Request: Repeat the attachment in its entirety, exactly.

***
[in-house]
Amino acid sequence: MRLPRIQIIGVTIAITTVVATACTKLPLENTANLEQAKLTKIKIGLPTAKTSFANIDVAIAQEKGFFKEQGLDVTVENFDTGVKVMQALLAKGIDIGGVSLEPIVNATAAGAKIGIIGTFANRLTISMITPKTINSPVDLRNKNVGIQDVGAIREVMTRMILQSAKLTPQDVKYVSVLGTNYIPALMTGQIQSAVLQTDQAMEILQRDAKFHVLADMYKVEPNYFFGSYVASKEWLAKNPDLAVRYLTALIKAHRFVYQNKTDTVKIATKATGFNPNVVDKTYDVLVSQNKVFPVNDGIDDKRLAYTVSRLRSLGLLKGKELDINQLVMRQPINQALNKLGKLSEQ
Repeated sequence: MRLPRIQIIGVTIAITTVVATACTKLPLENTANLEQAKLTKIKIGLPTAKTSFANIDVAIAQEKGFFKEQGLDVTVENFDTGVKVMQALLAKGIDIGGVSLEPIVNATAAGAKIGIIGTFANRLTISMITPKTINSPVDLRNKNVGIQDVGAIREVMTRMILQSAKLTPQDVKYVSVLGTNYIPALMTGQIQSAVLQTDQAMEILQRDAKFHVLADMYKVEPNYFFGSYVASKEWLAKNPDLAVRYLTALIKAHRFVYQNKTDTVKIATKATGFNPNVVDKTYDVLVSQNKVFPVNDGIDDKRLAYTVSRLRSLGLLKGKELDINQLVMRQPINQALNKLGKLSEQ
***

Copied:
[in-house]
Amino acid sequence: MRLPRIQIIGVTIAITTVVATACTKLPLENTANLEQAKLTKIKIGLPTAKTSFANIDVAIAQEKGFFKEQGLDVTVENFDTGVKVMQALLAKGIDIGGVSLEPIVNATAAGAKIGIIGTFANRLTISMITPKTINSPVDLRNKNVGIQDVGAIREVMTRMILQSAKLTPQDVKYVSVLGTNYIPALMTGQIQSAVLQTDQAMEILQRDAKFHVLADMYKVEPNYFFGSYVASKEWLAKNPDLAVRYLTALIKAHRFVYQNKTDTVKIATKATGFNPNVVDKTYDVLVSQNKVFPVNDGIDDKRLAYTVSRLRSLGLLKGKELDINQLVMRQPINQALNKLGKLSEQ
Repeated sequence: MRLPRIQIIGVTIAITTVVATACTKLPLENTANLEQAKLTKIKIGLPTAKTSFANIDVAIAQEKGFFKEQGLDVTVENFDTGVKVMQALLAKGIDIGGVSLEPIVNATAAGAKIGIIGTFANRLTISMITPKTINSPVDLRNKNVGIQDVGAIREVMTRMILQSAKLTPQDVKYVSVLGTNYIPALMTGQIQSAVLQTDQAMEILQRDAKFHVLADMYKVEPNYFFGSYVASKEWLAKNPDLAVRYLTALIKAHRFVYQNKTDTVKIATKATGFNPNVVDKTYDVLVSQNKVFPVNDGIDDKRLAYTVSRLRSLGLLKGKELDINQLVMRQPINQALNKLGKLSEQ